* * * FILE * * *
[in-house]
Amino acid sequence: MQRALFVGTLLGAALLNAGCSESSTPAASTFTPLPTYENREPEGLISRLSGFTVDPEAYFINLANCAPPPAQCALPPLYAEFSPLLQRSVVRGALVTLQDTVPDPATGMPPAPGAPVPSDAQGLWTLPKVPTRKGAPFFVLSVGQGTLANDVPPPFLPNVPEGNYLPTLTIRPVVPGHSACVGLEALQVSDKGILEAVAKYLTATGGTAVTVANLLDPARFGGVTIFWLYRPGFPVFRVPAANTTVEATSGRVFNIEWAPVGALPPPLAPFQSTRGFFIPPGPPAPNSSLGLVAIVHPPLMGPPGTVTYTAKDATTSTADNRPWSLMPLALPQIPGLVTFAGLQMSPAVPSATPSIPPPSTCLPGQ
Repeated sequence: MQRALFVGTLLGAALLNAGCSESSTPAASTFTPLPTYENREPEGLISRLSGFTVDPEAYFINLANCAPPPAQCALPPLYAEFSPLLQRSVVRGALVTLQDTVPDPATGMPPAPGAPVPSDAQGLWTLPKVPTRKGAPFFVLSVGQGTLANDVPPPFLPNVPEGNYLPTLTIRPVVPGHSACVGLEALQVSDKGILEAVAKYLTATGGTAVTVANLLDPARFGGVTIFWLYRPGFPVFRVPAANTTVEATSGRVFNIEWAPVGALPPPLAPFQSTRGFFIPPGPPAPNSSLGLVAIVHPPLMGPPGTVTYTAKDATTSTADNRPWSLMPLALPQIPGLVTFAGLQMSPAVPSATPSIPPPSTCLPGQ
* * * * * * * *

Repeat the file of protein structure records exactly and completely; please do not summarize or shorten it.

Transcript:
[in-house]
Amino acid sequence: MQRALFVGTLLGAALLNAGCSESSTPAASTFTPLPTYENREPEGLISRLSGFTVDPEAYFINLANCAPPPAQCALPPLYAEFSPLLQRSVVRGALVTLQDTVPDPATGMPPAPGAPVPSDAQGLWTLPKVPTRKGAPFFVLSVGQGTLANDVPPPFLPNVPEGNYLPTLTIRPVVPGHSACVGLEALQVSDKGILEAVAKYLTATGGTAVTVANLLDPARFGGVTIFWLYRPGFPVFRVPAANTTVEATSGRVFNIEWAPVGALPPPLAPFQSTRGFFIPPGPPAPNSSLGLVAIVHPPLMGPPGTVTYTAKDATTSTADNRPWSLMPLALPQIPGLVTFAGLQMSPAVPSATPSIPPPSTCLPGQ
Repeated sequence: MQRALFVGTLLGAALLNAGCSESSTPAASTFTPLPTYENREPEGLISRLSGFTVDPEAYFINLANCAPPPAQCALPPLYAEFSPLLQRSVVRGALVTLQDTVPDPATGMPPAPGAPVPSDAQGLWTLPKVPTRKGAPFFVLSVGQGTLANDVPPPFLPNVPEGNYLPTLTIRPVVPGHSACVGLEALQVSDKGILEAVAKYLTATGGTAVTVANLLDPARFGGVTIFWLYRPGFPVFRVPAANTTVEATSGRVFNIEWAPVGALPPPLAPFQSTRGFFIPPGPPAPNSSLGLVAIVHPPLMGPPGTVTYTAKDATTSTADNRPWSLMPLALPQIPGLVTFAGLQMSPAVPSATPSIPPPSTCLPGQ